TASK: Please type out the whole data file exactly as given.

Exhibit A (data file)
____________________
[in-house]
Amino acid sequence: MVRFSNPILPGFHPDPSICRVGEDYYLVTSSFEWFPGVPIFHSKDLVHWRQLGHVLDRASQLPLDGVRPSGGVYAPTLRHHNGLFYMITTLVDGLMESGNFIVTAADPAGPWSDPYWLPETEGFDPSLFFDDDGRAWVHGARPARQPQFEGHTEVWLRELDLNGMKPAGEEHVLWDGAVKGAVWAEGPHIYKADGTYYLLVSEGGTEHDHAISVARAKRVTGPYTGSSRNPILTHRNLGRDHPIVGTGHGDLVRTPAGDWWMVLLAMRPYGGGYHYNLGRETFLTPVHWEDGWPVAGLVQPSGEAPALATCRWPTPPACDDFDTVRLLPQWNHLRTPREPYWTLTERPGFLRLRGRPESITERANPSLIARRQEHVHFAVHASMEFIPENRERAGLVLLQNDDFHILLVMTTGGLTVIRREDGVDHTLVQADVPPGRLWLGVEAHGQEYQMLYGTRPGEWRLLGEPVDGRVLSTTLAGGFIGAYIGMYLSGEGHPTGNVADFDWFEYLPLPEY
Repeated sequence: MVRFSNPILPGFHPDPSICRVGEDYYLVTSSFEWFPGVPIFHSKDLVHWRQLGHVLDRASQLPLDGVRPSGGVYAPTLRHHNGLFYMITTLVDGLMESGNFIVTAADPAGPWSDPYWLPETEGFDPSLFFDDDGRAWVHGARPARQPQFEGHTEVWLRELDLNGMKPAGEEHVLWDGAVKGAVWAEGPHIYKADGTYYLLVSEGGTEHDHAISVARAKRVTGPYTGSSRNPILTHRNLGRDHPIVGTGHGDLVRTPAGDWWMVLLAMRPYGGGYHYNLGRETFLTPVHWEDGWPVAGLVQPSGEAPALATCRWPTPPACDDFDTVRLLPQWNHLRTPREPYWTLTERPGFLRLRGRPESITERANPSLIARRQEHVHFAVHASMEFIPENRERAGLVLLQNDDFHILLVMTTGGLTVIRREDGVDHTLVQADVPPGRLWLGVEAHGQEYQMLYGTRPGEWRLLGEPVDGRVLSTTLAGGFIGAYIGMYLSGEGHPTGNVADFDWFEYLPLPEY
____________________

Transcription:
[in-house]
Amino acid sequence: MVRFSNPILPGFHPDPSICRVGEDYYLVTSSFEWFPGVPIFHSKDLVHWRQLGHVLDRASQLPLDGVRPSGGVYAPTLRHHNGLFYMITTLVDGLMESGNFIVTAADPAGPWSDPYWLPETEGFDPSLFFDDDGRAWVHGARPARQPQFEGHTEVWLRELDLNGMKPAGEEHVLWDGAVKGAVWAEGPHIYKADGTYYLLVSEGGTEHDHAISVARAKRVTGPYTGSSRNPILTHRNLGRDHPIVGTGHGDLVRTPAGDWWMVLLAMRPYGGGYHYNLGRETFLTPVHWEDGWPVAGLVQPSGEAPALATCRWPTPPACDDFDTVRLLPQWNHLRTPREPYWTLTERPGFLRLRGRPESITERANPSLIARRQEHVHFAVHASMEFIPENRERAGLVLLQNDDFHILLVMTTGGLTVIRREDGVDHTLVQADVPPGRLWLGVEAHGQEYQMLYGTRPGEWRLLGEPVDGRVLSTTLAGGFIGAYIGMYLSGEGHPTGNVADFDWFEYLPLPEY
Repeated sequence: MVRFSNPILPGFHPDPSICRVGEDYYLVTSSFEWFPGVPIFHSKDLVHWRQLGHVLDRASQLPLDGVRPSGGVYAPTLRHHNGLFYMITTLVDGLMESGNFIVTAADPAGPWSDPYWLPETEGFDPSLFFDDDGRAWVHGARPARQPQFEGHTEVWLRELDLNGMKPAGEEHVLWDGAVKGAVWAEGPHIYKADGTYYLLVSEGGTEHDHAISVARAKRVTGPYTGSSRNPILTHRNLGRDHPIVGTGHGDLVRTPAGDWWMVLLAMRPYGGGYHYNLGRETFLTPVHWEDGWPVAGLVQPSGEAPALATCRWPTPPACDDFDTVRLLPQWNHLRTPREPYWTLTERPGFLRLRGRPESITERANPSLIARRQEHVHFAVHASMEFIPENRERAGLVLLQNDDFHILLVMTTGGLTVIRREDGVDHTLVQADVPPGRLWLGVEAHGQEYQMLYGTRPGEWRLLGEPVDGRVLSTTLAGGFIGAYIGMYLSGEGHPTGNVADFDWFEYLPLPEY